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Development of RNA interference (RNAi)-based therapeutics has been hampered by the lack of effective and efficient means of delivery. Reliable model systems for screening and optimizing delivery of RNAi-based agents in vivo are crucial for preclinical research aimed at advancing nucleic acid-based therapies. We describe here a dual fluorescent reporter xenograft melanoma model prepared by intradermal injection of human A375 melanoma cells expressing tandem tomato fluorescent protein (tdTFP) containing a small interfering RNA (siRNA) target site as well as enhanced green fluorescent protein (EGFP), which is used as a normalization control. Intratumoral injection of a siRNA specific to the incorporated siRNA target site, complexed with a cationic lipid that has been optimized for in vivo delivery, resulted in 65%±11% knockdown of tdTFP relative to EGFP quantified by in vivo imaging and 68%±10% by reverse transcription–quantitative polymerase chain reaction. No effect was observed with nonspecific control siRNA treatment. This model provides a platform on which siRNA delivery technologies can be screened and optimized in vivo.
The discovery that small interfering RNAs (siRNAs) can potently and selectively inhibit target gene expression has opened up novel treatment opportunities and has revolutionized the study of gene function. A number of clinical trials using RNA interference (RNAi)-based therapeutics (Burnett and Rossi, 2012) including those of the skin (Leachman et al., 2010) are underway or have been completed with encouraging results. Disorders of the skin, including skin cancers, will be good candidates for RNAi-based therapies if delivery hurdles are overcome (Kaspar, et al., 2009).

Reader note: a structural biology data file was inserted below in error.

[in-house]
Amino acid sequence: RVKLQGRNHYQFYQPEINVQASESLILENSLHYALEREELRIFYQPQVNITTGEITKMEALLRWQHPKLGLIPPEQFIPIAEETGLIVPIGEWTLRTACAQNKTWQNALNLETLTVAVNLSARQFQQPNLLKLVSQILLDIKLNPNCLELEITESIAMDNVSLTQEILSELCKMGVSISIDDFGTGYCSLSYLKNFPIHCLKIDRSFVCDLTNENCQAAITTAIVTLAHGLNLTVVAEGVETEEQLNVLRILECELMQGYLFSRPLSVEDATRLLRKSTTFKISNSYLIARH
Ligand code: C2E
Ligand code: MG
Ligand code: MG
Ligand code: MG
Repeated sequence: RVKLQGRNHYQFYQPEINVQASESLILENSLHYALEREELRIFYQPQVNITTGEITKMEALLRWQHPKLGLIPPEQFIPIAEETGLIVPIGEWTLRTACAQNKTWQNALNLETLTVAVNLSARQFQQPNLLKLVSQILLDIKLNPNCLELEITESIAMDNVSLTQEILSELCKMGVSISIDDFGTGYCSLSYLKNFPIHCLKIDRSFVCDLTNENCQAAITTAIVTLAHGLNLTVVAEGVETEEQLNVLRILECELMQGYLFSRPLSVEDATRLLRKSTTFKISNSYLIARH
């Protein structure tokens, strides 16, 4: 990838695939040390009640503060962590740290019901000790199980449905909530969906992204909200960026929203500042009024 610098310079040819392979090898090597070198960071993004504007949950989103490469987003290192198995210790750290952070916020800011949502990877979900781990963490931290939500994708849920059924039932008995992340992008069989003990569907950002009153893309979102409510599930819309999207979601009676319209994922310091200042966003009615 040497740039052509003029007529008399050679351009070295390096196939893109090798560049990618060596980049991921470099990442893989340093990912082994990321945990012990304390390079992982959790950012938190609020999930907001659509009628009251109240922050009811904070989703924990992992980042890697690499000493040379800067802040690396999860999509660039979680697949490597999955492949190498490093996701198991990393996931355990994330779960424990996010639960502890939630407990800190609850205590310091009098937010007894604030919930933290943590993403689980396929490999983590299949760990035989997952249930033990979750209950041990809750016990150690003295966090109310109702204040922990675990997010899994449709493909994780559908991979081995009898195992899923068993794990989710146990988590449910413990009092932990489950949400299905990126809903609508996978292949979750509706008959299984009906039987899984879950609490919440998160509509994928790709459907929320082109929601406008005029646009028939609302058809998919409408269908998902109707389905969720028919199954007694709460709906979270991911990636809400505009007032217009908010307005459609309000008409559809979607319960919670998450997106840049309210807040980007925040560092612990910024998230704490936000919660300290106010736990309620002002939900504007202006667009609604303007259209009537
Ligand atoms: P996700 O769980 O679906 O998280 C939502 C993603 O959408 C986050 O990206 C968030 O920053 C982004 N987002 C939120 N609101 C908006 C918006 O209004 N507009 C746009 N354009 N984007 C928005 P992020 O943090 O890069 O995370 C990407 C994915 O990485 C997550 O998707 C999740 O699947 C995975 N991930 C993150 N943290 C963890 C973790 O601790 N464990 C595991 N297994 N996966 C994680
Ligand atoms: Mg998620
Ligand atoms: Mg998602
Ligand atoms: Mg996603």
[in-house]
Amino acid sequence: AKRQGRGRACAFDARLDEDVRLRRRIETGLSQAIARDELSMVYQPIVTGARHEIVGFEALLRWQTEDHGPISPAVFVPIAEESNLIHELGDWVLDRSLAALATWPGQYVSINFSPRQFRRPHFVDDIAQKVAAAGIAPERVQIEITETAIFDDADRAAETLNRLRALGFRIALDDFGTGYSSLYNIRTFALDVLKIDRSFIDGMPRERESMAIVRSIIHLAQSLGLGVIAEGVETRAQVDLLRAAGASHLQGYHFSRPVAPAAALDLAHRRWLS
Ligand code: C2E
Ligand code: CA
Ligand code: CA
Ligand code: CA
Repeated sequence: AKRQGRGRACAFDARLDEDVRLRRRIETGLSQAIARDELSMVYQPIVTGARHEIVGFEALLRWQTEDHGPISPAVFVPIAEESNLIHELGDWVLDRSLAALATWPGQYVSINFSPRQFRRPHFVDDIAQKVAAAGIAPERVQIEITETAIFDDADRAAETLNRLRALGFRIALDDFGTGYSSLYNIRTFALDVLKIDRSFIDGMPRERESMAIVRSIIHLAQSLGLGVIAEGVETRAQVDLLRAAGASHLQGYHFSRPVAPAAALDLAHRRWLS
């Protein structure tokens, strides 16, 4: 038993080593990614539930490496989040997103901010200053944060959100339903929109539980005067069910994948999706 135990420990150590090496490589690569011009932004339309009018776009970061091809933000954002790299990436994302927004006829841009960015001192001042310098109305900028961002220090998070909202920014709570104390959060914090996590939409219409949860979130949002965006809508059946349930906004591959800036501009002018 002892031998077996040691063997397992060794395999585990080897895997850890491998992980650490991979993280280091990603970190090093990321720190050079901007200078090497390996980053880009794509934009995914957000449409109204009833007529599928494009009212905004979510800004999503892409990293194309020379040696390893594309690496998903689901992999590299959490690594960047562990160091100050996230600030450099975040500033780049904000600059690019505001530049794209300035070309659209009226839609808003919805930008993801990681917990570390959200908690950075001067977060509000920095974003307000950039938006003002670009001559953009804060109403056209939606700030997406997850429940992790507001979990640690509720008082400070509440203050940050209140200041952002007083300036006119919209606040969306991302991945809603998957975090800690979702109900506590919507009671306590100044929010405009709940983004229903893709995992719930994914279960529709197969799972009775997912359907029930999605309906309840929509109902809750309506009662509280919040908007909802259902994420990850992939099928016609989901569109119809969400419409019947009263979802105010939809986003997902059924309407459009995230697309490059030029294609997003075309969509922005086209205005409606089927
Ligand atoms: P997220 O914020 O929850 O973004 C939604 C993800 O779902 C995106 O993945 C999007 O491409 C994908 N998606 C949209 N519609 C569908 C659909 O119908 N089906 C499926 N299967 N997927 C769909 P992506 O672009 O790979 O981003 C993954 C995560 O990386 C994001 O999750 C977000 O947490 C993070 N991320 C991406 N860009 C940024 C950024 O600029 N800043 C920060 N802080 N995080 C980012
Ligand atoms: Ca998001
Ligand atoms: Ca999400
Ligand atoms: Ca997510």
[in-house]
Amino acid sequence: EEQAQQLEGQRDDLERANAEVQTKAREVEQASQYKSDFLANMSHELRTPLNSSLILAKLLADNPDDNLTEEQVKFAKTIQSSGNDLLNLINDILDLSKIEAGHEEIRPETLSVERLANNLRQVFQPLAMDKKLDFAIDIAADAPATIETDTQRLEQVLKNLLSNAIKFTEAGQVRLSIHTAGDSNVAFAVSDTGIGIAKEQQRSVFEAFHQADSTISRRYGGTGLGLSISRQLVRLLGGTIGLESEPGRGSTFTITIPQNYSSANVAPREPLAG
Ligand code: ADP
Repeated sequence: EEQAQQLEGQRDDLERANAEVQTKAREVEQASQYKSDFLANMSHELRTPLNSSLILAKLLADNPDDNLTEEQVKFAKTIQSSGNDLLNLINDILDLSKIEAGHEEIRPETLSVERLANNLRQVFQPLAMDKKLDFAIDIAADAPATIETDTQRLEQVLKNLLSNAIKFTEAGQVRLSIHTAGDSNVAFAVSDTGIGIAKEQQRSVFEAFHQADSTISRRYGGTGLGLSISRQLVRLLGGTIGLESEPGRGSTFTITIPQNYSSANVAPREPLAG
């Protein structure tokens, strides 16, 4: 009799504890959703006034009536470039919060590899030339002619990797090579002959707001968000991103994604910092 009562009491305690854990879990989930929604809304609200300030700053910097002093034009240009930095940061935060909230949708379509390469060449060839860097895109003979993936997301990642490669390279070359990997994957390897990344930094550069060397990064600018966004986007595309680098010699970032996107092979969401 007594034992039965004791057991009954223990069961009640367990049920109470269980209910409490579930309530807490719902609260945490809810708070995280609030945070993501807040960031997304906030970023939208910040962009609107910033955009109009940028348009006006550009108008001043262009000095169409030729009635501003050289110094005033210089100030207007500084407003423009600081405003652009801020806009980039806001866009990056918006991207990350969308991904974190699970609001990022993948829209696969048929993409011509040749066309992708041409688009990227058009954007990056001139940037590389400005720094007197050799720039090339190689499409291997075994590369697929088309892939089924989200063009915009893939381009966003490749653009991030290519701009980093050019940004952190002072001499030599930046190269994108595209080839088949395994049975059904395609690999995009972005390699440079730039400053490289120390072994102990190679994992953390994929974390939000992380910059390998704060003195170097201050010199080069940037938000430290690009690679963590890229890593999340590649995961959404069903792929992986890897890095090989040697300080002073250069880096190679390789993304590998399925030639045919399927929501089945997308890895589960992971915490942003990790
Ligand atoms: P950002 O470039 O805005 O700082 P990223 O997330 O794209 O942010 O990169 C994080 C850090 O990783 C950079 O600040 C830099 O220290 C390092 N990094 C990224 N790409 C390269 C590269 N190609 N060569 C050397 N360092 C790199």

Melanoma is the fifth most common cancer among males (sixth for females), and its incidence is rising faster than other common cancers (www.skincancer.org/Skin-Cancer-Facts/#melanoma). Existing treatments include direct excision (Mohs surgery; Kwon and Miller, 2011) or immunotherapy (Guida et al., 2012; Monzon and Dancey, 2012), as well as chemotherapy (Finn et al., 2012). Each of these approaches has drawbacks and coulzd potentially benefit from combination with RNAi-based therapeutics (Kudchadkar et al., 2012). siRNAs are potent and highly specific, with the ability to distinguish single nucleotide differences (Jackson and Linsley, 2010), providing the ability to target specific oncogenes.